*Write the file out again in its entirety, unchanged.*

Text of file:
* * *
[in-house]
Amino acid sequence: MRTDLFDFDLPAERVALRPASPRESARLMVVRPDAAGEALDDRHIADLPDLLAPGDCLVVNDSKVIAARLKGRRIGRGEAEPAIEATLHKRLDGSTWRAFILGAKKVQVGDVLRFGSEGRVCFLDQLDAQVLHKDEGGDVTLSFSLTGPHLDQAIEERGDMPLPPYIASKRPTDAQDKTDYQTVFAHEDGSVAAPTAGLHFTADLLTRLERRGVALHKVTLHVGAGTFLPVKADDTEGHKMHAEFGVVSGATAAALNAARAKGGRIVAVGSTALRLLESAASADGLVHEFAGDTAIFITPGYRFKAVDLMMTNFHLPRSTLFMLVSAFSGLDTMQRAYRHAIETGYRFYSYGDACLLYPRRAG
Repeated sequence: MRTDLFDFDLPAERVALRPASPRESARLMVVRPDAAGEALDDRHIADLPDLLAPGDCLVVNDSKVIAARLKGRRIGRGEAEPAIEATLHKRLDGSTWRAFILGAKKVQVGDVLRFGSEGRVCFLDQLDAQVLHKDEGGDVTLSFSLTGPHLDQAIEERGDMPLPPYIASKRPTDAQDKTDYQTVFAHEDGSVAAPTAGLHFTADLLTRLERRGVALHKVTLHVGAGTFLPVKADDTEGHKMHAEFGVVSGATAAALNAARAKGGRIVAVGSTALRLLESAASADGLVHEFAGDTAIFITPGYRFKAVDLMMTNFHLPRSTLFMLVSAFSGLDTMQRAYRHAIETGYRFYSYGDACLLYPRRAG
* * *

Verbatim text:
[in-house]
Amino acid sequence: MRTDLFDFDLPAERVALRPASPRESARLMVVRPDAAGEALDDRHIADLPDLLAPGDCLVVNDSKVIAARLKGRRIGRGEAEPAIEATLHKRLDGSTWRAFILGAKKVQVGDVLRFGSEGRVCFLDQLDAQVLHKDEGGDVTLSFSLTGPHLDQAIEERGDMPLPPYIASKRPTDAQDKTDYQTVFAHEDGSVAAPTAGLHFTADLLTRLERRGVALHKVTLHVGAGTFLPVKADDTEGHKMHAEFGVVSGATAAALNAARAKGGRIVAVGSTALRLLESAASADGLVHEFAGDTAIFITPGYRFKAVDLMMTNFHLPRSTLFMLVSAFSGLDTMQRAYRHAIETGYRFYSYGDACLLYPRRAG
Repeated sequence: MRTDLFDFDLPAERVALRPASPRESARLMVVRPDAAGEALDDRHIADLPDLLAPGDCLVVNDSKVIAARLKGRRIGRGEAEPAIEATLHKRLDGSTWRAFILGAKKVQVGDVLRFGSEGRVCFLDQLDAQVLHKDEGGDVTLSFSLTGPHLDQAIEERGDMPLPPYIASKRPTDAQDKTDYQTVFAHEDGSVAAPTAGLHFTADLLTRLERRGVALHKVTLHVGAGTFLPVKADDTEGHKMHAEFGVVSGATAAALNAARAKGGRIVAVGSTALRLLESAASADGLVHEFAGDTAIFITPGYRFKAVDLMMTNFHLPRSTLFMLVSAFSGLDTMQRAYRHAIETGYRFYSYGDACLLYPRRAG